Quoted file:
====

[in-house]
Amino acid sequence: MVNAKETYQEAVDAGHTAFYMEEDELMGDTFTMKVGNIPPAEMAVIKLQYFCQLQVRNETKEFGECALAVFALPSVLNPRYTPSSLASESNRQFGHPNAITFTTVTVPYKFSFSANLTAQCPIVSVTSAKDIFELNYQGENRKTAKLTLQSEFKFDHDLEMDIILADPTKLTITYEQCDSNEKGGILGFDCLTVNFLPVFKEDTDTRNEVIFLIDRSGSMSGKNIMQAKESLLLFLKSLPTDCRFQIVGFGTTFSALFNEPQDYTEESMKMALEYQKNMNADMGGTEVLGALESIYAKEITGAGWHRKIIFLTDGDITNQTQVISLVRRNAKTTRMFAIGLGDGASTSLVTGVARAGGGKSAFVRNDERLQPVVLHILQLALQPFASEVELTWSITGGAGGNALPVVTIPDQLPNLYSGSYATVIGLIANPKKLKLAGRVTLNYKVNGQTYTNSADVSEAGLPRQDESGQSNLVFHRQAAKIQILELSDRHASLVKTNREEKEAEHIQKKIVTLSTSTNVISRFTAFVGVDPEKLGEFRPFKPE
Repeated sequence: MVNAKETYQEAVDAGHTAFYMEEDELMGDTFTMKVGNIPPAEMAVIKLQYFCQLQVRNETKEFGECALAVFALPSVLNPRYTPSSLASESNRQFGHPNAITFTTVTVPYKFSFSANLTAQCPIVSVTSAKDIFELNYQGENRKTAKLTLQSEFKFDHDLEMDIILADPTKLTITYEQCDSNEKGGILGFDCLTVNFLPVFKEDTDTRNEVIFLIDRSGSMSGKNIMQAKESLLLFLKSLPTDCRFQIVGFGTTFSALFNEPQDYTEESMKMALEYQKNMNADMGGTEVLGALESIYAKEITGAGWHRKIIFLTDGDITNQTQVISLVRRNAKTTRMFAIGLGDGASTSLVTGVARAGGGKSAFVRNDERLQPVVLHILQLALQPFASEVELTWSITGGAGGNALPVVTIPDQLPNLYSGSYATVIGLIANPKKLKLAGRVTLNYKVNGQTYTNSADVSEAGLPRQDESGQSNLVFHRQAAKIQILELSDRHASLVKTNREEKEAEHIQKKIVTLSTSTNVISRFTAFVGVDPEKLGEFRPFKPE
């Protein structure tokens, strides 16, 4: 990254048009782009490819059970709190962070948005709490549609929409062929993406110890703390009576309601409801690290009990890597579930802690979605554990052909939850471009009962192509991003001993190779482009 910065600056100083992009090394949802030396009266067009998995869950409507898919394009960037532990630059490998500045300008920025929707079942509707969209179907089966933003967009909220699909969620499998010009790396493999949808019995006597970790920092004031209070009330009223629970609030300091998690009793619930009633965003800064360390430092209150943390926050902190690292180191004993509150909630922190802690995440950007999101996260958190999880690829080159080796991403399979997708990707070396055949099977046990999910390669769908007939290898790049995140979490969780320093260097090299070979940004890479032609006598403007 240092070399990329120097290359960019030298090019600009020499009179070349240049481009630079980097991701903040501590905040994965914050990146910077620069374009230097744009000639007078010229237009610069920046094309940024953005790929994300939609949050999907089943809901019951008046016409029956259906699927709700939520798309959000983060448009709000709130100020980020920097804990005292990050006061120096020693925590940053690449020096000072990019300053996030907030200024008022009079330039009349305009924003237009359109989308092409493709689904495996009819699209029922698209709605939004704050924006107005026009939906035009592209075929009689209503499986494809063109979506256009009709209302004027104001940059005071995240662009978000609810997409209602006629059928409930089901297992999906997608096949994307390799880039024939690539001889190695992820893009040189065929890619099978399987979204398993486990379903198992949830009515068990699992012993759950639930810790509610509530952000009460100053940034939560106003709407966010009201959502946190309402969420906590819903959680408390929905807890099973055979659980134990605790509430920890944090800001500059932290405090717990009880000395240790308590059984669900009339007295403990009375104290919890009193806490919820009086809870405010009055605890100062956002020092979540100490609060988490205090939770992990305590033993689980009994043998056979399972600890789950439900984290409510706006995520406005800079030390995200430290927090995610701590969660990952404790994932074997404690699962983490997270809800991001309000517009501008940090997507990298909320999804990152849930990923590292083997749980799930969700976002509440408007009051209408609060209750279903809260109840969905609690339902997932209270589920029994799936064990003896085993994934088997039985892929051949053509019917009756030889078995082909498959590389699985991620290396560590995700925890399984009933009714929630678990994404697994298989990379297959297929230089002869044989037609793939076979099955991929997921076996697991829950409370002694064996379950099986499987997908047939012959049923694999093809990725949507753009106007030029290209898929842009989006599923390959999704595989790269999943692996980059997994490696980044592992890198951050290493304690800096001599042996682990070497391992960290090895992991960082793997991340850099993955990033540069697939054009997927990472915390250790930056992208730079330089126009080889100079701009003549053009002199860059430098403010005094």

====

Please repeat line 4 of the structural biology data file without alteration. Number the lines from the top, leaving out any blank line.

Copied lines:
């Protein structure tokens, strides 16, 4: 990254048009782009490819059970709190962070948005709490549609929409062929993406110890703390009576309601409801690290009990890597579930802690979605554990052909939850471009009962192509991003001993190779482009 910065600056100083992009090394949802030396009266067009998995869950409507898919394009960037532990630059490998500045300008920025929707079942509707969209179907089966933003967009909220699909969620499998010009790396493999949808019995006597970790920092004031209070009330009223629970609030300091998690009793619930009633965003800064360390430092209150943390926050902190690292180191004993509150909630922190802690995440950007999101996260958190999880690829080159080796991403399979997708990707070396055949099977046990999910390669769908007939290898790049995140979490969780320093260097090299070979940004890479032609006598403007 240092070399990329120097290359960019030298090019600009020499009179070349240049481009630079980097991701903040501590905040994965914050990146910077620069374009230097744009000639007078010229237009610069920046094309940024953005790929994300939609949050999907089943809901019951008046016409029956259906699927709700939520798309959000983060448009709000709130100020980020920097804990005292990050006061120096020693925590940053690449020096000072990019300053996030907030200024008022009079330039009349305009924003237009359109989308092409493709689904495996009819699209029922698209709605939004704050924006107005026009939906035009592209075929009689209503499986494809063109979506256009009709209302004027104001940059005071995240662009978000609810997409209602006629059928409930089901297992999906997608096949994307390799880039024939690539001889190695992820893009040189065929890619099978399987979204398993486990379903198992949830009515068990699992012993759950639930810790509610509530952000009460100053940034939560106003709407966010009201959502946190309402969420906590819903959680408390929905807890099973055979659980134990605790509430920890944090800001500059932290405090717990009880000395240790308590059984669900009339007295403990009375104290919890009193806490919820009086809870405010009055605890100062956002020092979540100490609060988490205090939770992990305590033993689980009994043998056979399972600890789950439900984290409510706006995520406005800079030390995200430290927090995610701590969660990952404790994932074997404690699962983490997270809800991001309000517009501008940090997507990298909320999804990152849930990923590292083997749980799930969700976002509440408007009051209408609060209750279903809260109840969905609690339902997932209270589920029994799936064990003896085993994934088997039985892929051949053509019917009756030889078995082909498959590389699985991620290396560590995700925890399984009933009714929630678990994404697994298989990379297959297929230089002869044989037609793939076979099955991929997921076996697991829950409370002694064996379950099986499987997908047939012959049923694999093809990725949507753009106007030029290209898929842009989006599923390959999704595989790269999943692996980059997994490696980044592992890198951050290493304690800096001599042996682990070497391992960290090895992991960082793997991340850099993955990033540069697939054009997927990472915390250790930056992208730079330089126009080889100079701009003549053009002199860059430098403010005094």